HALLIE EPHRON: I'm writing, yes I am. Really I am. But I'm not ready to share. So instead here's one of my favorite passages from NIGHT NIGHT, SLEEP TIGHT.
SETUP: Deirdre Unger, a young woman whose semi-famous father has just been murdered, has to go to Beverly Hills City Hall but she doesn't want the press to recognize her. So, glamorous movie star Bunny Nichol (think: Joan Collins) who is also Deirdre's best friend's mother, dresses her for invisibility.
(BTW I set this scene in my mother's dressing room which had mirrors on facing walls and little crystal sconces and smelled of orange blossoms from her Elizabeth Arden skin cream. Her closets were filled with full-skirted shirtwaists, boxy suits, and chiffon cocktail cocktail dresses. And rows of high-heeled shoes.)
Bunny swept her arms like a conductor silencing the instruments. “Magic,” she said, gazing out in front of her, eyes unfocused, as if watching the word hover before her. “It’s all about misdirection. Make the audience attend to what you want them to see. What will be compelling enough to divert their attention or, in our case, make them tune out—that is the trick.”
Delicately Bunny tapped her chin with long red fingernails and stared at Deirdre in the mirror. She opened one closet door, then another, and another, finally emerging with a half-dozen garments slung over her arm. None of them were cocktail dresses. “Stand up straight. And, please, would you take off that appalling top. It’s making my teeth itch.”
Obediently Deirdre pulled off Henry’s Harley T-shirt and stood there in her bra and drawstring pants.
“Hmmm.” Bunny held up what looked like a gray cotton mechanic’s jumpsuit and squinted. She pursed her lips in disapproval and dropped it on the floor. A pale purple sweatshirt minidress with a hood met the same fate. A black-and-gold floor-length African dashiki joined the pile. Next she held up what looked like a stewardess uniform—navy pencil skirt and tailored jacket. “Maybe,” she said, and set it aside.
Finally Bunny considered a simple shirtwaist dress, starched and pressed gray cotton with an A-line skirt, white snaps up the front, a white collar, and short white-cuffed sleeves. She held the dress under Deirdre’s chin, narrowing her eyes as she gazed into the mirror. Then she broke into a smile. “Perfect, don’t you think?” She didn’t wait for an answer.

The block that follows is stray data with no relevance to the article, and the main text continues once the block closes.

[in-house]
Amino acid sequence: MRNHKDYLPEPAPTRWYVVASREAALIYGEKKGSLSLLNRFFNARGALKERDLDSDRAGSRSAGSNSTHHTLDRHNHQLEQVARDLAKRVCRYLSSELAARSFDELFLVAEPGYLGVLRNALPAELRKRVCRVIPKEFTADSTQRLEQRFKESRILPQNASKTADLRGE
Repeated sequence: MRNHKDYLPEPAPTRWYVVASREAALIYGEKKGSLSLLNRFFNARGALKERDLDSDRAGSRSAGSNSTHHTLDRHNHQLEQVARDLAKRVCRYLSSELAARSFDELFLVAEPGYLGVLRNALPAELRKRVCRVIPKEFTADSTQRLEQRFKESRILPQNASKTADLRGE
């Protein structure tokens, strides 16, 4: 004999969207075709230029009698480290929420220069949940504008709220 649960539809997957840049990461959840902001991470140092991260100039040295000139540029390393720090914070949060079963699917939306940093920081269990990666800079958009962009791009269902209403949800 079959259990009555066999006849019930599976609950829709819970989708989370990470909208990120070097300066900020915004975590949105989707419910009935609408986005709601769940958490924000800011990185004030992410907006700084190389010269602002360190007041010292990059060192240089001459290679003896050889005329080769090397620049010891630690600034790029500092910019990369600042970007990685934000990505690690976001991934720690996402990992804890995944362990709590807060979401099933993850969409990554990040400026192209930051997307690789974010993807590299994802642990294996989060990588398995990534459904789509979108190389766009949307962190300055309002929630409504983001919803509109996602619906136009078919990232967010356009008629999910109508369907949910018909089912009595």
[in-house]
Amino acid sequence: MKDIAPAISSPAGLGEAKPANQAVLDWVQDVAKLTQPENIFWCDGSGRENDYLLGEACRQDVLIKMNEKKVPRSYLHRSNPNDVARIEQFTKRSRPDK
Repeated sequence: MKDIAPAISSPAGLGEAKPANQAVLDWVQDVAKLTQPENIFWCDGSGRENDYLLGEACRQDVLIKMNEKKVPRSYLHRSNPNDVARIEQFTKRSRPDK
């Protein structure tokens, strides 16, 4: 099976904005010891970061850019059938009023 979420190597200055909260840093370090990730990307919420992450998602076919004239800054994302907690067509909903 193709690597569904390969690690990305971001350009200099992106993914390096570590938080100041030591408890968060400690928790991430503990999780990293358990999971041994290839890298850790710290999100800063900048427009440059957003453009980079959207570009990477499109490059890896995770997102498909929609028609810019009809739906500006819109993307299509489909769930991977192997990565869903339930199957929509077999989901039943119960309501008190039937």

Fifteen minutes later Deirdre was seated at the makeup table, wearing the dress with a pair of saggy white opaque tights and orthopedic nurse’s shoes. She’d stuffed the toe of one shoe with Kleenex to keep it from falling off her smaller foot. Bunny tucked Deirdre’s hair into a hairnet and secured it with a hairpin. She applied a foundation much darker than Deirdre’s natural skin tone and brushed powder over it, then created hollows beneath Deirdre’s eyes with dark eye shadow. Finally she gave Deirdre a pair of glasses with black plastic frames.
Deirdre put the glasses on. The lenses were clear.
“Up,” Bunny commanded.
Deirdre leaned on her crutch and rose to her feet.
“Stoop,” Bunny said.
Deirdre hunched over.
“Not that much. Just kind of roll your shoulders stick your head out. Think turtle.”
Deirdre adjusted her stance. The mousy woman gazing back at her from the mirror looked like a Latina version of Ruth Buzzi’s bag lady from Laugh-In. She started to laugh. “This is ridiculous. It will never work.”
“Hey, what’s going on?” a man’s voice called from Bunny’s bedroom.
“You don’t think it’s going to work?” Bunny said to Deirdre. “Watch this.” She handed Deirdre her crutch and led her into the bedroom, then threw open the door to the hall. Out on the landing stood the young man Deirdre had seen earlier. He was barefoot and wearing jeans and a stretched-out black T-shirt.
“What’s up with you?” Joelen said.
“I . . . what? Why are you two looking at me like I did something?” he said.
“It’s not what you did. It’s what you’re not doing,” Joelen said, pushing past Deirdre.
“What are you talking about?” The man looked from Joelen to Bunny.
“See?” Bunny said, turning to Deirdre. “Not a single glance your way. It’s as if you’re wallpaper. I’d say the disguise is working.”
So think like a mystery writer! How would you dress a character to HIDE IN PLAIN SIGHT!